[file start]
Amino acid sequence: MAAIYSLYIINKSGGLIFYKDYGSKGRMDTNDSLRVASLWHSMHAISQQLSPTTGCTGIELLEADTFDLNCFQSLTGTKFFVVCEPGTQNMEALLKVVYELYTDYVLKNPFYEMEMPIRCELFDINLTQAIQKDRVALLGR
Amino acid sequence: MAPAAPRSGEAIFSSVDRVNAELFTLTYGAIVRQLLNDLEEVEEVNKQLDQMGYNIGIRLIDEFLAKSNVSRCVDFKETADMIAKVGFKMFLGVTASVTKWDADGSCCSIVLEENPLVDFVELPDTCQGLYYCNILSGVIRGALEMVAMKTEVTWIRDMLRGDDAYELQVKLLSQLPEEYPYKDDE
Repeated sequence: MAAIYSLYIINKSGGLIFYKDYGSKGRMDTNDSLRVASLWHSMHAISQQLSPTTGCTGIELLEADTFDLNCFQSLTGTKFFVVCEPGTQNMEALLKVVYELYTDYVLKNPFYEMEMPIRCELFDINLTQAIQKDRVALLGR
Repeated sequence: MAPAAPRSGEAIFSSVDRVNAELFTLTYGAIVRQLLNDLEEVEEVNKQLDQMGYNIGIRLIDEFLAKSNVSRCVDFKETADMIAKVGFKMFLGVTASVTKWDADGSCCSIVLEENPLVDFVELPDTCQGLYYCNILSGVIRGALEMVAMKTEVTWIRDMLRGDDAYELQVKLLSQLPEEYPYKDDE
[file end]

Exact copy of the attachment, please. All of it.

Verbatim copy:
Amino acid sequence: MAAIYSLYIINKSGGLIFYKDYGSKGRMDTNDSLRVASLWHSMHAISQQLSPTTGCTGIELLEADTFDLNCFQSLTGTKFFVVCEPGTQNMEALLKVVYELYTDYVLKNPFYEMEMPIRCELFDINLTQAIQKDRVALLGR
Amino acid sequence: MAPAAPRSGEAIFSSVDRVNAELFTLTYGAIVRQLLNDLEEVEEVNKQLDQMGYNIGIRLIDEFLAKSNVSRCVDFKETADMIAKVGFKMFLGVTASVTKWDADGSCCSIVLEENPLVDFVELPDTCQGLYYCNILSGVIRGALEMVAMKTEVTWIRDMLRGDDAYELQVKLLSQLPEEYPYKDDE
Repeated sequence: MAAIYSLYIINKSGGLIFYKDYGSKGRMDTNDSLRVASLWHSMHAISQQLSPTTGCTGIELLEADTFDLNCFQSLTGTKFFVVCEPGTQNMEALLKVVYELYTDYVLKNPFYEMEMPIRCELFDINLTQAIQKDRVALLGR
Repeated sequence: MAPAAPRSGEAIFSSVDRVNAELFTLTYGAIVRQLLNDLEEVEEVNKQLDQMGYNIGIRLIDEFLAKSNVSRCVDFKETADMIAKVGFKMFLGVTASVTKWDADGSCCSIVLEENPLVDFVELPDTCQGLYYCNILSGVIRGALEMVAMKTEVTWIRDMLRGDDAYELQVKLLSQLPEEYPYKDDE